• other medicines: in addition to the drugs above, you may be prescribed other medications to treat diseases that are related to lupus, such as high blood pressure and osteoporosis, as well as drugs to prevent blood clots, which occur frequently in people with lupus and can be fatal

In addition to the medication you are given for the treatment of lupus, you will also need to change your lifestyle if you receive this diagnosis so that it will reduce the intensity of your symptoms and prevent serious health complications. The following are a series of changes you can make to have a high quality of life with lupus:

  • get 8 to 10 hours of sleep every night
  • eat a healthy and balanced diet
  • maintain a healthy weight
  • engage in physical activity a few times a week
  • learn ways to manage and reduce your stress
  • avoid sunlight and wear sunscreen every time you go outside
  • treat infections as soon as they occur
  • quit smoking if you are a smoker

When people talk about lupus, they usually refer to the most common type of this autoimmune disease. However, there is more than one type of lupus and each type requires a different treatment approach. The following are all types of lupus:

  • systemic lupus erythematosus: this is the most common form of lupus, accounting for 70% of all cases
  • cutaneous lupus: this type of lupus only affects the skin of the patient
  • drug-induced lupus: this is a type of lupus that occurs after the patient takes certain prescription drugs that cause the occurrence of the disease
  • neonatal lupus: this is a rare type of lupus that affects the infants of women who have lupus

Symptoms of Lupus

Every patient who is struggling with lupus experiences a different range of symptoms, depending on the severity of their disease. Nevertheless, the following are the most common symptoms of lupus:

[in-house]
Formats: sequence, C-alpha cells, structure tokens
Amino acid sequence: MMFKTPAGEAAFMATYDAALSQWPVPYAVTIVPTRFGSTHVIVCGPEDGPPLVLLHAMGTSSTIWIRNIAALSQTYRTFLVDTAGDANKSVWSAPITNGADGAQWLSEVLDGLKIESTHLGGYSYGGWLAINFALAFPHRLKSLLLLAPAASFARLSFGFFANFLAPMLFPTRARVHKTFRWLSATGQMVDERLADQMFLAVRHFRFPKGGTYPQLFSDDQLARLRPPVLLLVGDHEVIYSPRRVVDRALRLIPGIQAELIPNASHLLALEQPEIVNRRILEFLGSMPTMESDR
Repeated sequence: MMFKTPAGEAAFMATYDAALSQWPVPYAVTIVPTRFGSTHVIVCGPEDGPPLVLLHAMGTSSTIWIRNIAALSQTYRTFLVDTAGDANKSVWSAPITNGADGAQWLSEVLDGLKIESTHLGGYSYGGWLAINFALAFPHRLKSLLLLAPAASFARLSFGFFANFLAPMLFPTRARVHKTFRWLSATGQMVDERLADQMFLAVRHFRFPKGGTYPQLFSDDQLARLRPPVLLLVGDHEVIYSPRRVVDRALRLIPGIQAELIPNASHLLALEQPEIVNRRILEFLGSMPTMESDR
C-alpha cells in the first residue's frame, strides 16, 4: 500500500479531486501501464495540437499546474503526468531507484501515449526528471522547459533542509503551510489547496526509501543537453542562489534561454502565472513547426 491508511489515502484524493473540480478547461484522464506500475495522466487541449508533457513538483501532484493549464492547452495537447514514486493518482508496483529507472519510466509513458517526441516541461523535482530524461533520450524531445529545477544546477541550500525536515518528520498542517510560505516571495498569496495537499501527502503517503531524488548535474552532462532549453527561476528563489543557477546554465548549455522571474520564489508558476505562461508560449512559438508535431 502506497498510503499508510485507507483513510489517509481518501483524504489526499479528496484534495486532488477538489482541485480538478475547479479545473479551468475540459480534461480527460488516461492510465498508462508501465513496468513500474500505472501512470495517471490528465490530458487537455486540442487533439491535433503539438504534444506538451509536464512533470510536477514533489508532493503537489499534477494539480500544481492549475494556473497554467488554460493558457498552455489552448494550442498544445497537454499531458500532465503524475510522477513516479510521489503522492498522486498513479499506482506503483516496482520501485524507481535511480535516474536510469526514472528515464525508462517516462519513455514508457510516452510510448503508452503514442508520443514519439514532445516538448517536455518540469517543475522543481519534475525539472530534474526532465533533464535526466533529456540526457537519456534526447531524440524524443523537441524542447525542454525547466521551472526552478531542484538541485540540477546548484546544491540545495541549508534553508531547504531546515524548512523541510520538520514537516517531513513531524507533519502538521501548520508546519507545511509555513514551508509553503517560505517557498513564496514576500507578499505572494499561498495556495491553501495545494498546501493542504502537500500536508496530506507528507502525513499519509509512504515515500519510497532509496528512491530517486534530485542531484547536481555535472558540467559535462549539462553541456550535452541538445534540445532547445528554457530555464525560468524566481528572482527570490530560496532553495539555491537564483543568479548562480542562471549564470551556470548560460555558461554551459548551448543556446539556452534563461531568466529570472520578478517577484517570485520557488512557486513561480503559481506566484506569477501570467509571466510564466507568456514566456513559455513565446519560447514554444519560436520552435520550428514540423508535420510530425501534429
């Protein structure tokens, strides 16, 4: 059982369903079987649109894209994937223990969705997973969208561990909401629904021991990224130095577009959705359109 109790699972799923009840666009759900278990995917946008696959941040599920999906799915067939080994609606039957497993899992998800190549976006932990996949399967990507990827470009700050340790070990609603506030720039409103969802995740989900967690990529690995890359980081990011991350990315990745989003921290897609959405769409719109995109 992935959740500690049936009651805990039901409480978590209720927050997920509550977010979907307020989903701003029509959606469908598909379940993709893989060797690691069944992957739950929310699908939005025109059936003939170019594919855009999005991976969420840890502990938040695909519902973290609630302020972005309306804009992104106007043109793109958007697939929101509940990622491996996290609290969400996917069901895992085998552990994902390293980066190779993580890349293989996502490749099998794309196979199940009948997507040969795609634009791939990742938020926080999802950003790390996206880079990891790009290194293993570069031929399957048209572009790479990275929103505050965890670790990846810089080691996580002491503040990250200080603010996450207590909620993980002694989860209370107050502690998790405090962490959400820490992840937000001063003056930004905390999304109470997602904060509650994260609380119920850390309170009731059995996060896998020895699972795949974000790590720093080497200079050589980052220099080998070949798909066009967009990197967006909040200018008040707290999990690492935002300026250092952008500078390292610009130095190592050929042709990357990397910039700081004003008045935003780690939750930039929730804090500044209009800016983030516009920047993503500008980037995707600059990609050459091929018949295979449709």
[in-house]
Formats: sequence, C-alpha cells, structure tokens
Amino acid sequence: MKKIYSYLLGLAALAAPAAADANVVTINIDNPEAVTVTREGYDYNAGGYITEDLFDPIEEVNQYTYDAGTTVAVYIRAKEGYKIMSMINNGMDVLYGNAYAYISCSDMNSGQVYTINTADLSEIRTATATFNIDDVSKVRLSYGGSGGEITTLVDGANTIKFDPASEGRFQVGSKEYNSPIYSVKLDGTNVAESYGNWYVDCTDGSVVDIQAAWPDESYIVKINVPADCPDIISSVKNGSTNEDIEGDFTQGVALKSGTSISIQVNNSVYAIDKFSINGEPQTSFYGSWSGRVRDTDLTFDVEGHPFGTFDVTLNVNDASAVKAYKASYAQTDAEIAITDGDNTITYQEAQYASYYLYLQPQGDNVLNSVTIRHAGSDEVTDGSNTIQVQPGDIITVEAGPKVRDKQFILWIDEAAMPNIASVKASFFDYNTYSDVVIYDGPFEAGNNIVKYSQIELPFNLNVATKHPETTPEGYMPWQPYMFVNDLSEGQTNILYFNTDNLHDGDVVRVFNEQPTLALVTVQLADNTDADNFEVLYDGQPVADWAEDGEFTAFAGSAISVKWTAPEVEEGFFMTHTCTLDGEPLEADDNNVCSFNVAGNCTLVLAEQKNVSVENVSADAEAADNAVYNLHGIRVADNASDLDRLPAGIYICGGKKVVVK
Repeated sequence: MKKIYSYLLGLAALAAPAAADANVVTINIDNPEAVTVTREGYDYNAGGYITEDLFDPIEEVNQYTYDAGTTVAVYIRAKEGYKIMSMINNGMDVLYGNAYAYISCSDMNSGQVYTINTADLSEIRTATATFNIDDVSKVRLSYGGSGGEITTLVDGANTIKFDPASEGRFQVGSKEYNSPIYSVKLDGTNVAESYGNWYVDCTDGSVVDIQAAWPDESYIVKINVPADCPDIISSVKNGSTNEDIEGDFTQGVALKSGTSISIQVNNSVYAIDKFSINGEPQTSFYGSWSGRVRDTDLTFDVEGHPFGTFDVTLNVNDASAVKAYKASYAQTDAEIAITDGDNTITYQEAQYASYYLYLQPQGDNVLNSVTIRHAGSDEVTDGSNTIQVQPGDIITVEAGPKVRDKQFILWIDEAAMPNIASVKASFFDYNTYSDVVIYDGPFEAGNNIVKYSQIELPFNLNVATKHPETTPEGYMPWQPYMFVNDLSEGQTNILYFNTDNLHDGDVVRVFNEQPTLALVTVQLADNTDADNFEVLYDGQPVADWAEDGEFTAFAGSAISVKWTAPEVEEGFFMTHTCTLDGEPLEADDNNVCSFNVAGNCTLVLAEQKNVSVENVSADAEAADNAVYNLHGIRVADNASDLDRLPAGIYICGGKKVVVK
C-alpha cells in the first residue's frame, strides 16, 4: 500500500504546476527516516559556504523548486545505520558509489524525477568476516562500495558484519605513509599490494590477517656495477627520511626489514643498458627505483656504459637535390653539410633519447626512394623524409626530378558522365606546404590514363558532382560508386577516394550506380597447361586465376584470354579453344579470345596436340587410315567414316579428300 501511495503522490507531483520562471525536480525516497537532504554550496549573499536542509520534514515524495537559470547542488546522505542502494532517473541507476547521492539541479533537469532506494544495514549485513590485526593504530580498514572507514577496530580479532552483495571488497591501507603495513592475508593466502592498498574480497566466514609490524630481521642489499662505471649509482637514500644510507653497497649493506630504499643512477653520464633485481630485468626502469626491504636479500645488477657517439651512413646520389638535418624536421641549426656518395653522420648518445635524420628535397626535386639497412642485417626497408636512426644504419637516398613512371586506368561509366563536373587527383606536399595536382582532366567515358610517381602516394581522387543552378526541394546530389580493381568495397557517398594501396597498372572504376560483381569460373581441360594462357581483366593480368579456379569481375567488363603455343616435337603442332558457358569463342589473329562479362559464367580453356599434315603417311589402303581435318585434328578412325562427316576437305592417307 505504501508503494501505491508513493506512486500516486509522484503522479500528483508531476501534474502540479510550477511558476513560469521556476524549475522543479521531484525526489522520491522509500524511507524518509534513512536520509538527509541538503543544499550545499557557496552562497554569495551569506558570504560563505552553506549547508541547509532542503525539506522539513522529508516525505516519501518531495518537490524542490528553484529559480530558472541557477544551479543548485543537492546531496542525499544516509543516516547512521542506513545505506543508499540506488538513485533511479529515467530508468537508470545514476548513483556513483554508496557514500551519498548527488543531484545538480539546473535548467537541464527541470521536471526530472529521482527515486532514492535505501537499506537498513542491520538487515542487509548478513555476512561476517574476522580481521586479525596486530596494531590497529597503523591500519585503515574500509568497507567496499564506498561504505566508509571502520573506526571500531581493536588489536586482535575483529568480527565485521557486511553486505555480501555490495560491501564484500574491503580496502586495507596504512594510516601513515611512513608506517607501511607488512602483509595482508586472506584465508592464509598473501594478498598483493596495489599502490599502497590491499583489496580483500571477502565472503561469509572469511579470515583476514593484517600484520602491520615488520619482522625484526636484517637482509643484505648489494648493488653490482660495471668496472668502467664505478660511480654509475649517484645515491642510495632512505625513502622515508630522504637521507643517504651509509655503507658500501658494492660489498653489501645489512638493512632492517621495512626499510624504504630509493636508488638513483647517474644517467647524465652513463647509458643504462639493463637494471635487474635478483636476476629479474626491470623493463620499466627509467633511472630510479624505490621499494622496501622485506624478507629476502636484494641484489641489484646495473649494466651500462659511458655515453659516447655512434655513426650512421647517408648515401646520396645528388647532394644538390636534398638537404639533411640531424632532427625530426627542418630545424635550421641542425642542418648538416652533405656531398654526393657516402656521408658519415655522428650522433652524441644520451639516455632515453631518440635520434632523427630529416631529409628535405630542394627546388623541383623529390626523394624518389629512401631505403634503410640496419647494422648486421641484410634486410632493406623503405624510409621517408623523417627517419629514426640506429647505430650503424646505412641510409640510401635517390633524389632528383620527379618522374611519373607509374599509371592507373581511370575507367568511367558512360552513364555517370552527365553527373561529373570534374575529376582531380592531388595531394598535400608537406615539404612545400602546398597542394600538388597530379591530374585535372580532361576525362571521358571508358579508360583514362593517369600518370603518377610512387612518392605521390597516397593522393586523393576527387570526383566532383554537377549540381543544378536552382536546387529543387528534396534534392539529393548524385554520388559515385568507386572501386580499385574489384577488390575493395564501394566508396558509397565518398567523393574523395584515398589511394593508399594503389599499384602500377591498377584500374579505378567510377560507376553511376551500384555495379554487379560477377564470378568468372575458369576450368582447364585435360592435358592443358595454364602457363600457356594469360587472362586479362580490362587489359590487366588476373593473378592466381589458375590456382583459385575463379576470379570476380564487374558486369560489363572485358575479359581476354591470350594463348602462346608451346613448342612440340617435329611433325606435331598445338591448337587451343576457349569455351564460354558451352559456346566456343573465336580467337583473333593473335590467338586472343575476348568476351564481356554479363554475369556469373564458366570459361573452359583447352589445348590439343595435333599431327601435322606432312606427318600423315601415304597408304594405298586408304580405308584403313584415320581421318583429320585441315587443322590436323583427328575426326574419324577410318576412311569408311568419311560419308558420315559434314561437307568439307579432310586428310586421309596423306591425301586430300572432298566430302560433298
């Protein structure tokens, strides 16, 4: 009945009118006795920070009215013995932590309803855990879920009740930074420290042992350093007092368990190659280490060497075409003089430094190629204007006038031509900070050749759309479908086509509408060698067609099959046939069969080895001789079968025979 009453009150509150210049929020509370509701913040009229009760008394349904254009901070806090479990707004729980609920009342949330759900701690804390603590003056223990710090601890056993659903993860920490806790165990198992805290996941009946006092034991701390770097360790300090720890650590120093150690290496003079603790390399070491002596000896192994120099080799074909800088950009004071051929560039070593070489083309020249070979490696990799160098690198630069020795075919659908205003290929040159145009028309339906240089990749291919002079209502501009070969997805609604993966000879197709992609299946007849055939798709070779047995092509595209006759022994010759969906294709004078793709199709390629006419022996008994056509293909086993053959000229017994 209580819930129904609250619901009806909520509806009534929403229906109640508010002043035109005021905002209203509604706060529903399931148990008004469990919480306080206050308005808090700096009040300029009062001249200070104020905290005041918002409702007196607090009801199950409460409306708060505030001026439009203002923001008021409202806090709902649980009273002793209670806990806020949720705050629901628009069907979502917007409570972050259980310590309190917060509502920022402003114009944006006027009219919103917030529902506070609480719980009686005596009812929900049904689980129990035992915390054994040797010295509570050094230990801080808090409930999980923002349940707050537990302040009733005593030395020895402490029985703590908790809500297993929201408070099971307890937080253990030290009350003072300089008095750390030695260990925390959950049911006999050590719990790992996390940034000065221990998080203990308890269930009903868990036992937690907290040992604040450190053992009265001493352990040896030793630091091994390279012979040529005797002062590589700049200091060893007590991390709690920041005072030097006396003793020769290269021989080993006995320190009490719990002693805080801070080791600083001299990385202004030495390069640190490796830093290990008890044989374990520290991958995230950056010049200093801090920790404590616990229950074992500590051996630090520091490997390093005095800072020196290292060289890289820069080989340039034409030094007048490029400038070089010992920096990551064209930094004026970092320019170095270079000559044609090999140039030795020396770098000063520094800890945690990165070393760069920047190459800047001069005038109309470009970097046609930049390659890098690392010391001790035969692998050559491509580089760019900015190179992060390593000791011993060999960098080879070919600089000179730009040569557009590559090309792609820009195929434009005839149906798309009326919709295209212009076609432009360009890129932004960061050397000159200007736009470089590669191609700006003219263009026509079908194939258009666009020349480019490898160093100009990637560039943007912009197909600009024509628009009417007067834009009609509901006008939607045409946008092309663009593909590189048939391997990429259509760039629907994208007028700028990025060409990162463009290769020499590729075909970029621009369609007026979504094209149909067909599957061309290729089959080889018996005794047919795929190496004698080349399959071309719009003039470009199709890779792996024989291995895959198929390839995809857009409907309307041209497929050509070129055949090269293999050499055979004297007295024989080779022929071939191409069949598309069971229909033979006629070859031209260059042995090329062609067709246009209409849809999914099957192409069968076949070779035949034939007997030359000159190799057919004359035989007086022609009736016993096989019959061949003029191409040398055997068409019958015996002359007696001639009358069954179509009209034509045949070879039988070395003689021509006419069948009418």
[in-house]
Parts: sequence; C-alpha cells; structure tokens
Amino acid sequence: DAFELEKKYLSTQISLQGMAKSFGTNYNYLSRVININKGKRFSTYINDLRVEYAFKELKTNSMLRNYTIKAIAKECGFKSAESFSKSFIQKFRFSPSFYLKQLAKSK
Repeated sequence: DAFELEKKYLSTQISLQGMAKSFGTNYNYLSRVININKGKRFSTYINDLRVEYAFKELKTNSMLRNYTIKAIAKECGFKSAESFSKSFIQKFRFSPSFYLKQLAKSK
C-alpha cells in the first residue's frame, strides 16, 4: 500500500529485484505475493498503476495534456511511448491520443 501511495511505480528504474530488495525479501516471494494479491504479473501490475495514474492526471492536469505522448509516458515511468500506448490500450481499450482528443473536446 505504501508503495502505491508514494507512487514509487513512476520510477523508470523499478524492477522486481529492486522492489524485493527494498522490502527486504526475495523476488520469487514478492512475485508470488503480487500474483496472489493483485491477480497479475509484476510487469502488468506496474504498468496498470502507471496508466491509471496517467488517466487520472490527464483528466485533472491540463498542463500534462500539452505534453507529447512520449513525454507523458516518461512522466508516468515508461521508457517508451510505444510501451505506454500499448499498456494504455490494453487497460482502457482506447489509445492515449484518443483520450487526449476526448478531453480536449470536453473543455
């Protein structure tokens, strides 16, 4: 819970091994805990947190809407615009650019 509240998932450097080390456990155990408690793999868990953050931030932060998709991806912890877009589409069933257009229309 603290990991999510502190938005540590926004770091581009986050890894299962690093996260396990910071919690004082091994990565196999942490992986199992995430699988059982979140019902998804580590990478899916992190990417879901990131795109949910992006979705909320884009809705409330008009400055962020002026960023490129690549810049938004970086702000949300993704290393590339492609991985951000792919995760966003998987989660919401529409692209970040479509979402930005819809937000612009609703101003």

• swelling in the legs and ankles
  • fluid around the lungs or the heart
  • inflammation of the lining of the heart
  • seizures
  • kidney failure
  • miscarriage
  • muscle and joint pain
  • fever
  • rashes
  • sun or light sensitivity
  • extreme fatigue
  • anemia
  • mouth sores
  • chest pain
  • hair loss
  • blood clotting
  • memory problems
  • kidney problems
  • eye disease
  • shortness of breath
  • inflammation of the tissue around the lungs

Diagnosis of Lupus

Diagnosing lupus is a challenging process even for the most experienced medical professionals. For this reason, numerous tests and procedures need to be carried out so that we can pinpoint the exact cause of your symptoms. However, the diagnostic process begins with a talk about the symptoms you experience. Your doctor may suspect you have lupus if you experience 4 or more symptoms of this disease with no specific cause. Afterward, they will order a series of blood tests to confirm or deny the presence of lupus. The following are the most effective blood tests for the diagnosis of lupus:

  • antibody blood tests: the main test for lupus is the antinuclear antibodies, which are present in the blood of people who have this disease
  • complete blood count: the purpose of this blood test is to measure the levels of red blood cells, white blood cells, and platelets
  • complement test: this blood test is carried out to measure the levels of complement, which, in people with lupus, are usually low
  • erythrocyte sedimentation rate: when performing this blood test, the medical specialist looks at how fast red blood cells fall to the bottom of a test tube, as when swelling and inflammation are present, they fall and settle faster at the bottom of the test tube